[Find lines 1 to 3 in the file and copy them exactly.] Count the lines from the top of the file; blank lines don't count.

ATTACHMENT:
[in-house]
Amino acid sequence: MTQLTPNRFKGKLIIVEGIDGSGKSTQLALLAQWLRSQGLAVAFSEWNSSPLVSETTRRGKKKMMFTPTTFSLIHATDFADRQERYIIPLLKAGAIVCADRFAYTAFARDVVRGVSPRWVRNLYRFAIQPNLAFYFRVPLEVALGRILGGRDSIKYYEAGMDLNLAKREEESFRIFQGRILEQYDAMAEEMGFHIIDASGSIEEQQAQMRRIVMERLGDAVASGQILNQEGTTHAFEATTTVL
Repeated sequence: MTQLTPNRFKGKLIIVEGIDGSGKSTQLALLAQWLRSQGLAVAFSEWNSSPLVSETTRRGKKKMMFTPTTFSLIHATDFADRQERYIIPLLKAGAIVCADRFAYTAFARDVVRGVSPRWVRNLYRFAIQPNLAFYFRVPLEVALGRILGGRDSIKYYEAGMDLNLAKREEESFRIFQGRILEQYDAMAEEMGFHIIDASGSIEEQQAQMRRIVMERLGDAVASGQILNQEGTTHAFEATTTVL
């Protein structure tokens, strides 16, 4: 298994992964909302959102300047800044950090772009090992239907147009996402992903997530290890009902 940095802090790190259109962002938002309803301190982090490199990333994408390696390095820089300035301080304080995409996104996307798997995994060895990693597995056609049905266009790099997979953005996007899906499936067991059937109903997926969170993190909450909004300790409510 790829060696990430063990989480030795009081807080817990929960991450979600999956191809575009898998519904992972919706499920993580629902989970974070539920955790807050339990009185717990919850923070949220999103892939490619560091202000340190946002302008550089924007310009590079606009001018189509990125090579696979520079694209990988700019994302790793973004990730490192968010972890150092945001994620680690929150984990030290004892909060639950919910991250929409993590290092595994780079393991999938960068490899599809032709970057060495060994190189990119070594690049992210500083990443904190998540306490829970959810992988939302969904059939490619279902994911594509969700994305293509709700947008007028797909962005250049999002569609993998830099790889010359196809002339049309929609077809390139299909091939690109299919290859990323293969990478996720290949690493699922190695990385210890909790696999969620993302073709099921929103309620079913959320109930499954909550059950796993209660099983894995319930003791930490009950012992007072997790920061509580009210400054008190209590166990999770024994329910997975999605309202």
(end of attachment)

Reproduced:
[in-house]
Amino acid sequence: MTQLTPNRFKGKLIIVEGIDGSGKSTQLALLAQWLRSQGLAVAFSEWNSSPLVSETTRRGKKKMMFTPTTFSLIHATDFADRQERYIIPLLKAGAIVCADRFAYTAFARDVVRGVSPRWVRNLYRFAIQPNLAFYFRVPLEVALGRILGGRDSIKYYEAGMDLNLAKREEESFRIFQGRILEQYDAMAEEMGFHIIDASGSIEEQQAQMRRIVMERLGDAVASGQILNQEGTTHAFEATTTVL
Repeated sequence: MTQLTPNRFKGKLIIVEGIDGSGKSTQLALLAQWLRSQGLAVAFSEWNSSPLVSETTRRGKKKMMFTPTTFSLIHATDFADRQERYIIPLLKAGAIVCADRFAYTAFARDVVRGVSPRWVRNLYRFAIQPNLAFYFRVPLEVALGRILGGRDSIKYYEAGMDLNLAKREEESFRIFQGRILEQYDAMAEEMGFHIIDASGSIEEQQAQMRRIVMERLGDAVASGQILNQEGTTHAFEATTTVL